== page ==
U.S. Navy intercepted North Korean ship
WASHINGTON (Reuters) - The U.S. Navy intercepted a North Korean ship suspected of carrying missile parts to Myanmar two weeks ago, media reports and a U.S. official said on Monday.
The New York Times reported late on Sunday, citing senior American officials, that a North Korean cargo ship was forced to return home after a standoff at sea and several days of diplomatic pressure from Washington and Asian nations.
State Department spokesman Mark Toner confirmed the interception, but declined to comment on the cargo or destination of the North Korean vessel.
"We talked directly with the North Koreans to stress the importance of not engaging in proliferation-related transfers," he said.
"We learned that the ship, the vessel, changed course at sea, and we believe it returned to North Korea," said Toner.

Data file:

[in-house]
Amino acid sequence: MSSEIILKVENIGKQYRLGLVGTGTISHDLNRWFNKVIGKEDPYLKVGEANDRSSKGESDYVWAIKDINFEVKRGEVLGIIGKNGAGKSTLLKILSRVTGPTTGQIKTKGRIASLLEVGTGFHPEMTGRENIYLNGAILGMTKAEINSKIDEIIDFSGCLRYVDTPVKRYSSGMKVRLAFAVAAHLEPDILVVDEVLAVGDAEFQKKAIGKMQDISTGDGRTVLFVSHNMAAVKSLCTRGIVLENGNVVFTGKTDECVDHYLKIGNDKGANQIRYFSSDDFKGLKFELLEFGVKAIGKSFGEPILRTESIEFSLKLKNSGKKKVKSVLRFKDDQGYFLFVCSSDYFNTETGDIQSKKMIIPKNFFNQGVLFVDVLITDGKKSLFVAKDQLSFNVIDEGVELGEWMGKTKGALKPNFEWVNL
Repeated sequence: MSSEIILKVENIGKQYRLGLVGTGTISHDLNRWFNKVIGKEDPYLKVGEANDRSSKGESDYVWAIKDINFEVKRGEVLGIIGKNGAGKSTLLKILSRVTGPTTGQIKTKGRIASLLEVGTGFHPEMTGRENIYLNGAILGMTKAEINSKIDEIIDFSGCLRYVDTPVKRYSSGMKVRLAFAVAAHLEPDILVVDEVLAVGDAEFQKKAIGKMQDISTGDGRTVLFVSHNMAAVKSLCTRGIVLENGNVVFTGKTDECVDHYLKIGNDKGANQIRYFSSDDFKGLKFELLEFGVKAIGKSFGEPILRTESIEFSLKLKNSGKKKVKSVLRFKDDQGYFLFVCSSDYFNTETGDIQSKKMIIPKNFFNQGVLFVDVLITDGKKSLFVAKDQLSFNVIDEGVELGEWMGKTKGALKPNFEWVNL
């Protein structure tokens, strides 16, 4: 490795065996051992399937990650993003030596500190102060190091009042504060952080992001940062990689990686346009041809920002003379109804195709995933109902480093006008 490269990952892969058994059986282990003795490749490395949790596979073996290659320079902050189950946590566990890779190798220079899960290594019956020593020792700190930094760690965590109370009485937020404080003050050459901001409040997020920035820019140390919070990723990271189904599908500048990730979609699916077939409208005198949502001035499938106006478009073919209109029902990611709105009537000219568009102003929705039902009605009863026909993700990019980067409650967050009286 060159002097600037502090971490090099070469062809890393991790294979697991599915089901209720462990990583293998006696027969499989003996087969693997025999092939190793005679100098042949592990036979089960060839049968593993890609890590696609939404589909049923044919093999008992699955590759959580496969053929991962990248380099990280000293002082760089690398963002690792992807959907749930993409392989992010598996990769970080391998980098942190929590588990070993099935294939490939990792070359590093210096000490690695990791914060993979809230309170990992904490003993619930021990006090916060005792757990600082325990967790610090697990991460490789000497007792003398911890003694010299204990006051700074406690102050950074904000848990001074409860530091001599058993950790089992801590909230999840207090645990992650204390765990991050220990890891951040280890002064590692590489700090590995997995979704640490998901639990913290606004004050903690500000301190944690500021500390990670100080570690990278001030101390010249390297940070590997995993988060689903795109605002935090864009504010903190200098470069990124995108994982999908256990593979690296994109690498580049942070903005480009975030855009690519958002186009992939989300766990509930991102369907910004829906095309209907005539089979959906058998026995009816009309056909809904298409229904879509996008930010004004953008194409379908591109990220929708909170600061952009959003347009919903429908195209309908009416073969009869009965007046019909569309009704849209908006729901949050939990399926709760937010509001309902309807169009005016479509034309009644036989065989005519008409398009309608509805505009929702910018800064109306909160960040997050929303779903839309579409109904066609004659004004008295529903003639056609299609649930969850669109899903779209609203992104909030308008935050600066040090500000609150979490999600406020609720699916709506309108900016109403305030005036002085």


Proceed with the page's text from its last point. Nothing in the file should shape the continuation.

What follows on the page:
U.N. sanctions imposed on North Korea after it conducted nuclear tests in 2006 and 2009 include a ban on trade in nuclear and missile technology with North Korea. A U.N. resolution adopted last year authorized U.N. member states to inspect North Korean sea, air and land cargo.
According to the Times, the destroyer USS McCampbell caught up with the cargo ship M/V Light south of Shanghai on May 26 after American officials began tracking the vessel, which was believed to have been involved in previous illegal shipments.
The destroyer asked to board the vessel under authority given by Belize, but the North Koreans refused, Toner said.
"The ship's master refusing us permission to board it, as well as the fact that it turned around and headed back to North Korea, speaks to ... some of our concerns about its cargo," he said.
(Reporting by Paul Eckert and JoAnne Allen; Editing by Paul Simao and Eric Beech)
- U.S. Mega Millions lottery up to $400 million, 2nd-biggest ever
- Uruguay becomes first country to legalize marijuana trade
- Pope Francis named Time's Person of the Year
- Thousands of South Africans line up to see Mandela lie in state |
- China bitcoin arbitrage ends as traders work around capital controls
Time magazine named Pope Francis as its Person of the Year, crediting him with shifting the message of the Catholic Church. Slideshow